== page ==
Indie artist's space-bound song features a New Jersey planetarium

Indie-pop artist Foxanne's new single, "I Could Go On," which is currently in orbit around Earth, highlights the contribution of a science center that continues to provide science education to the community amid the COVID-19 pandemic.

The song flew to space Sept. 15 with the SpaceX Inspiration4 mission in the personal playlist of mission pilot Sian Proctor, a geoscientist and science communicator who is befriended Foxanne during a simulated, or analog, Mars mission in 2020. (Full disclosure: Foxanne's real name is Chelsea Gohd, a senior writer at The new single is  not officially affiliated with Inspiration4's mission.)

The music video for the single, available on YouTube, was filmed in the Liberty Science Center's Jennifer Chalsty Planetarium in New Jersey, which is advertised as the biggest such facility in the western hemisphere. Foxanne hoped to highlight its service to the community during a difficult time, she told in a statement.

Related: SpaceX shows off its huge dome window on Dragon for private Inspiration4 spaceflight

"The planetarium and science center remain open despite growing COVID-19 concerns," Gohd said. Naturally, the New Jersey facility follows numerous safety protocols (including sanitation and physical distancing) and will adapt as required. The center reopened to the public during the Labor Day weekend and, as of Sept. 10, it requires proof of COVID-19 vaccination for all visitors aged 12 and older.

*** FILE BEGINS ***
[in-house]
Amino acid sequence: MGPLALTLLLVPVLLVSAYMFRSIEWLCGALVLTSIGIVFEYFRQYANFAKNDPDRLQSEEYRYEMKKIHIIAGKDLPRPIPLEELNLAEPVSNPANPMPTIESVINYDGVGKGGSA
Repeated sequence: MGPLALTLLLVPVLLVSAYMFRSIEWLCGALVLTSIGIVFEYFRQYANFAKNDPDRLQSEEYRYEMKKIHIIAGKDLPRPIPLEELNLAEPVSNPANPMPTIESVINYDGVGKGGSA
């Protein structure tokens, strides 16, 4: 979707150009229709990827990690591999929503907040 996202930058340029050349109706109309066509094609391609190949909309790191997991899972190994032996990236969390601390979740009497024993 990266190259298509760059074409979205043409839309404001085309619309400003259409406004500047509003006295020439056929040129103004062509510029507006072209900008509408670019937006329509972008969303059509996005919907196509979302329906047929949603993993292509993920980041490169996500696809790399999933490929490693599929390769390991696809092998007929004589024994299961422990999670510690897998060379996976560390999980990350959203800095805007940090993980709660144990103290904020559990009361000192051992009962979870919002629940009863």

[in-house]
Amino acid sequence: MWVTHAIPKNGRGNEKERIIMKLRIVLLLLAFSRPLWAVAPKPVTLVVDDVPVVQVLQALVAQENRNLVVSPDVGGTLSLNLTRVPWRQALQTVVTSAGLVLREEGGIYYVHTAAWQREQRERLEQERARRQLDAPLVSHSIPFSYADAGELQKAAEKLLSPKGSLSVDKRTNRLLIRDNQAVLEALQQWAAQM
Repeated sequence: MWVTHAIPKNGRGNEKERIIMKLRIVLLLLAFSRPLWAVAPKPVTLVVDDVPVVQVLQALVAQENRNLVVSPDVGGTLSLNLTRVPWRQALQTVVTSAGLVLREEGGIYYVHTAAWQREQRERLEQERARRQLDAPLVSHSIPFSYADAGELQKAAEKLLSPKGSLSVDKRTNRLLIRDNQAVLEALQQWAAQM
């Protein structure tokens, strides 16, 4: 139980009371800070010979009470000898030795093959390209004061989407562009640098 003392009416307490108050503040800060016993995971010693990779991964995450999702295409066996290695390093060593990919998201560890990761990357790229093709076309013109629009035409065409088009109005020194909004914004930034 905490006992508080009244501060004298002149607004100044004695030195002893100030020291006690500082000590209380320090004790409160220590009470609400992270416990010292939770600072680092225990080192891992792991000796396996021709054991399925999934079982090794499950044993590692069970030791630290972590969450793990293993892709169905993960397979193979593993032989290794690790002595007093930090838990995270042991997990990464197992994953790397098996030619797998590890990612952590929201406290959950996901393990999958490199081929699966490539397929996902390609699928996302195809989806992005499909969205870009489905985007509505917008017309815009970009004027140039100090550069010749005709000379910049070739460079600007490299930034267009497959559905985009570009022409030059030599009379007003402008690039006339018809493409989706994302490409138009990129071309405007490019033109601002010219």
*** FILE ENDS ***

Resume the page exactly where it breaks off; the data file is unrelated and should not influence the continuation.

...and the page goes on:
"The planetarium has remained a science education resource throughout the pandemic," Gohd added, saying the music video shows "how it's incorporating even independent art to extend its reach."

The science center's mission is to encourage the forthcoming generation of scientists and engineers to pursue studies, and its CEO said that need is "more urgent than ever" due to COVID-19.

"We need to encourage kids who will grow up to cure diseases, discover distant planets, create life-changing technologies and lead us to a brighter future,” museum president and CEO Paul Hoffman said in a recent statement. "We're thrilled to be able to welcome learners of all ages back to LSC, where we can provide inspiring and entertaining learning experiences."

Space fans able to visit the museum in person may also enjoy visiting the replica of the Field Museum's Sue the T. Rex, which will be on-site with an interactive exhibition through January 2022. One of the real-life Sue's most famous digital moments was "managing" a Dungeons and Dragons game on Twitter in 2017 with other museum personalities. Chicago Magazine subsequently dubbed the popular campaign "Best Twitter use by a local dinosaur."

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Elizabeth Howell
Staff Writer, Spaceflight

Elizabeth Howell (she/her), Ph.D., is a staff writer in the spaceflight channel since 2022 covering diversity, education and gaming as well. She was contributing writer for for 10 years before joining full-time. Elizabeth's reporting includes multiple exclusives with the White House and Office of the Vice-President of the United States, an exclusive conversation with aspiring space tourist (and NSYNC bassist) Lance Bass, speaking several times with the International Space Station, witnessing five human spaceflight launches on two continents, flying parabolic, working inside a spacesuit, and participating in a simulated Mars mission. Her latest book, "Why Am I Taller?", is co-written with astronaut Dave Williams. Elizabeth holds a Ph.D. and M.Sc. in Space Studies from the University of North Dakota, a Bachelor of Journalism from Canada's Carleton University and a Bachelor of History from Canada's Athabasca University. Elizabeth is also a post-secondary instructor in communications and science at several institutions since 2015; her experience includes developing and teaching an astronomy course at Canada's Algonquin College (with Indigenous content as well) to more than 1,000 students since 2020. Elizabeth first got interested in space after watching the movie Apollo 13 in 1996, and still wants to be an astronaut someday. Mastodon: